Words fail me. They most always do for transcendent emotions are incapable of human description. Trying to capture the meaning and sound of the poem Deer Park by Wang Wei (王維 699–761) is an impossible task. Better to stand alone in the forest and listen to the silence.

Twenty characters in a rhyming pattern – abab. In the dark forest, the silence is profound. The poet is alone, and yet he hears a voice. Streaming through the pine trees is a ray of sunlight shining on a mossy grove where a deer has slept the night before.

The muse of poetry speaks.

Wang Wei

Wang Wei is a Tang poet who is equally well known for his painting and calligraphy. This particular poem is part of the Lantian collection, written after the An-Shi Rebellion (variously spelled, Anshi or An Lushan, 755–759) and Wang Wei’s fall from grace. Wang Wei then retired to his ancestral home in Lantian County in the province of Shangxi.

The title of the poem 鹿 柴 (Lu chai) translates best as Deer Park. The second character literally translates “to fence; to surround and protect with a wooden fence,” so sometimes the poem is called Deer Enclosure.

Wang Wei was a student of Buddhism. Therefore, he may be alluding to Deer Park in Sarnath, in Uttar Pradesh India, the site of the sacred Bodhi Tree where Gautama Buddha received his enlightenment and preached his first sermon.

French translation

Une montagne solitaire garde ses secrets
Seulement et doucement, un parle, j’entends
Et le soleil recherche la mousse verte
Où la lumière brille dans la forêt profond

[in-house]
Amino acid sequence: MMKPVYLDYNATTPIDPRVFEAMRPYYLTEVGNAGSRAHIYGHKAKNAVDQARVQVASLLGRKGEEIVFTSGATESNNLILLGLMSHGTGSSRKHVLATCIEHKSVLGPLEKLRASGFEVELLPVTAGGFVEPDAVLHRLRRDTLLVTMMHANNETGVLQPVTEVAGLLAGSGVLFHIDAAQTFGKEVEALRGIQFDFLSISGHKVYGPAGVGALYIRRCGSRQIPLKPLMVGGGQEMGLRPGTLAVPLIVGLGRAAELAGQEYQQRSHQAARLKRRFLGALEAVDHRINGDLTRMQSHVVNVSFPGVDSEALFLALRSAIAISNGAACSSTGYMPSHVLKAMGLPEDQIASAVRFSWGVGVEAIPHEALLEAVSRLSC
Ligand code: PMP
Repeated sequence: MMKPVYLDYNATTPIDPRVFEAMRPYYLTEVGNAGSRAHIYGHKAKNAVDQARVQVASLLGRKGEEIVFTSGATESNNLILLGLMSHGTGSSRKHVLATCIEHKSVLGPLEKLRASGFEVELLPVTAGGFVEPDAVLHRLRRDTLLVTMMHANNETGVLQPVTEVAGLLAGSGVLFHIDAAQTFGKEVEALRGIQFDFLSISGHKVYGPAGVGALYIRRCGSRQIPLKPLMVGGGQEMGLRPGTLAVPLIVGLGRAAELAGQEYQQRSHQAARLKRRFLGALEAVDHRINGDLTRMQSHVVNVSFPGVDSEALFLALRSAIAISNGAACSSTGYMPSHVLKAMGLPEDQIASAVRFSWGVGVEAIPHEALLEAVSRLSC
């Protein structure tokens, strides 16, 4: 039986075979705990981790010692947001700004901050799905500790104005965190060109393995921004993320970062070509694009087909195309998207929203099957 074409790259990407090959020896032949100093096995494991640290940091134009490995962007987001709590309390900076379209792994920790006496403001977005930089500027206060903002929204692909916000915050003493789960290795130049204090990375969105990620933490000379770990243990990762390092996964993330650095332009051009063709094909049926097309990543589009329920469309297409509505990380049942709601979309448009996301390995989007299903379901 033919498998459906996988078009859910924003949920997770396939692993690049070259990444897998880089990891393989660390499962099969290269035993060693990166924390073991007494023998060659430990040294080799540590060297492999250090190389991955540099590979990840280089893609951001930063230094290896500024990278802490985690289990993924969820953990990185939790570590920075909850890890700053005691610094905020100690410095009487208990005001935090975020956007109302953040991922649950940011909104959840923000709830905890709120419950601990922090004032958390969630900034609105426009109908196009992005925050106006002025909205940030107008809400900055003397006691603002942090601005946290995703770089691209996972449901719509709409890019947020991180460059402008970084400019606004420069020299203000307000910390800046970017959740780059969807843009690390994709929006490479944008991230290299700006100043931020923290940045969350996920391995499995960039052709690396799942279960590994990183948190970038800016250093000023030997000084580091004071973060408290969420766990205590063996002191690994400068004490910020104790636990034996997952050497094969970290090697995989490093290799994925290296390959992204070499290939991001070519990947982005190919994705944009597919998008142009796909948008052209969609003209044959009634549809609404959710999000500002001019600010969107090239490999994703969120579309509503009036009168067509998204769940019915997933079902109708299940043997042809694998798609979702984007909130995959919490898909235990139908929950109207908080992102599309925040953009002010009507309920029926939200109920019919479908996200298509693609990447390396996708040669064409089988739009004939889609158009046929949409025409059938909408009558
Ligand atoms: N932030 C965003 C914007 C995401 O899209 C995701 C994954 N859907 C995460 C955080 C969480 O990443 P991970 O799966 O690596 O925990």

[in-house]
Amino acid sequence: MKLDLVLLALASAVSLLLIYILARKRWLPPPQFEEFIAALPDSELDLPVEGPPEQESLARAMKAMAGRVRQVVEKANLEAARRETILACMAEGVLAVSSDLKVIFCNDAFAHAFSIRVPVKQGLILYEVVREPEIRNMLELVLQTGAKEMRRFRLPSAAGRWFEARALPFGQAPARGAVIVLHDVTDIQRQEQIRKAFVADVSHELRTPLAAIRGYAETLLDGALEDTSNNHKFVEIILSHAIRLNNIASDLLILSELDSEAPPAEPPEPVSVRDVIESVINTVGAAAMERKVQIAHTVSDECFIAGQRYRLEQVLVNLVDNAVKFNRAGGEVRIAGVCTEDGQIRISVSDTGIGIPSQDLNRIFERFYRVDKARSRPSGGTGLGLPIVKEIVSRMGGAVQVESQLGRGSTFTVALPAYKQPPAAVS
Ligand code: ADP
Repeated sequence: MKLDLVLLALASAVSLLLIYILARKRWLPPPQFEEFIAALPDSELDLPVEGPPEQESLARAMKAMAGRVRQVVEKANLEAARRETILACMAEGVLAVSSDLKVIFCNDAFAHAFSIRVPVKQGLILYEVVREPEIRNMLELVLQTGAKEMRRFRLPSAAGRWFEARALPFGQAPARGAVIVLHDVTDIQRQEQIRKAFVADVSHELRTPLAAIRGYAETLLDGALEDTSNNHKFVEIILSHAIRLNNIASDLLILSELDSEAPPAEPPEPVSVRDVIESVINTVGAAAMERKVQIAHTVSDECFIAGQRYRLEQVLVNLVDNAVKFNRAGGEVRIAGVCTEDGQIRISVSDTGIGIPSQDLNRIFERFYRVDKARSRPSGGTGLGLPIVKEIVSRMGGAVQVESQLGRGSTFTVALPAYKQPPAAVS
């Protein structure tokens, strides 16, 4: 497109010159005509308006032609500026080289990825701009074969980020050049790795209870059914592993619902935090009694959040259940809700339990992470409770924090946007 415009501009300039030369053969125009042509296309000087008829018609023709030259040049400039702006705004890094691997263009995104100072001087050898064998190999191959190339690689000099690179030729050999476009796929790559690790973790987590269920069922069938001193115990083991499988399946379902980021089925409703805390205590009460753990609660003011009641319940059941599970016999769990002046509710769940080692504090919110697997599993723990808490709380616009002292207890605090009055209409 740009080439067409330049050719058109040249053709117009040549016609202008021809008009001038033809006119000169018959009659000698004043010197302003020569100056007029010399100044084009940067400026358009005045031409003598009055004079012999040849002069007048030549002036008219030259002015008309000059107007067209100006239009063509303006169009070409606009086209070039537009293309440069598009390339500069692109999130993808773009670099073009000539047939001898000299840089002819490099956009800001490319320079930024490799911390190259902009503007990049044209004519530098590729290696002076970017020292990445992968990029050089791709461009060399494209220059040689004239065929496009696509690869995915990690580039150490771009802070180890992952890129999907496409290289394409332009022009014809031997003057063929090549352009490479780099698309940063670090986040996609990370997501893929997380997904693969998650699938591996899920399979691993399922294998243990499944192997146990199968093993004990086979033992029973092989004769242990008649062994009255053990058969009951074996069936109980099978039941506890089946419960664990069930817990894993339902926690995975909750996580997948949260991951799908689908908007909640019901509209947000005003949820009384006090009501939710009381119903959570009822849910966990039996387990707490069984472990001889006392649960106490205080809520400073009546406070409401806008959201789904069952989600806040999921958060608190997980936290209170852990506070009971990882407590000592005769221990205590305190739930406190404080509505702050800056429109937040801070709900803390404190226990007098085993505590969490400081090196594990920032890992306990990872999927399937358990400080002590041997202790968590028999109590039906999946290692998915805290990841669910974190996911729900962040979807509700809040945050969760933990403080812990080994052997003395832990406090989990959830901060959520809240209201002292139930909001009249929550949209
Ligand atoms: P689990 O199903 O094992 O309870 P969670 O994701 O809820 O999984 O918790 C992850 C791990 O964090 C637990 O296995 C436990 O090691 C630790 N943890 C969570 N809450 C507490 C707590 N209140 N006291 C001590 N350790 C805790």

German translation

Ein einsamer Berg behält seine Geheimnisse
Allein man spricht, etwas höre ich
Wo die Sonne sucht nach grünem Moos
Wo das Licht im tiefen Wald leuchtet

Wang_Shimin-After_Wang_Wei's_Snow_Over_Rivers_and_Mountainsa

Mixed Verse – Wang Wei

Mixed Verse

You, who come from the old country
Tell me what is happening
On that cold day you left, did you see my silken paintings, and

Were the first plum flowers blossoming yet

English translation of Wang Wei’s poem 雜 詩

The title, 雜 詩, is variously translated as mixed verse, mixed lines, miscellaneous poetry, and sometimes, simply as lines.

Wang_Wei_left

Wang Wei was famous for both his poetry and his paintings. And three hundred years after Wang Wei wrote these few lines of poetry, fellow Chinese poet and artist Su Shi wrote, “Wang Wei’s poems hold a painting within them.”

Well said, Shu Shi.

In a few short lines, Wang Wei has given us an image of the old country, a cold day, silken paintings, and a vision of plum flowers forever waiting to blossom.

But is Wang Wei worried for the paintings he left behind or the uncertainty of his life?

Wang Wei’s wrote this poem during during the An Lushan Rebellion. The emperor necessarily fled the capital of Chang’an, and Wang Wei, sick and ill was caught by the rebel forces. He managed to escape the following year and make his way south to rejoin the emperor, but was charged with treason for remaining behind.

Wang Wei eventually made his way back into the good graces of the emperor. Family connections helped. So too, did his poetry.

Original Chinese characters

君自故鄉來
應知故鄉事
來日綺窗前
寒梅著花未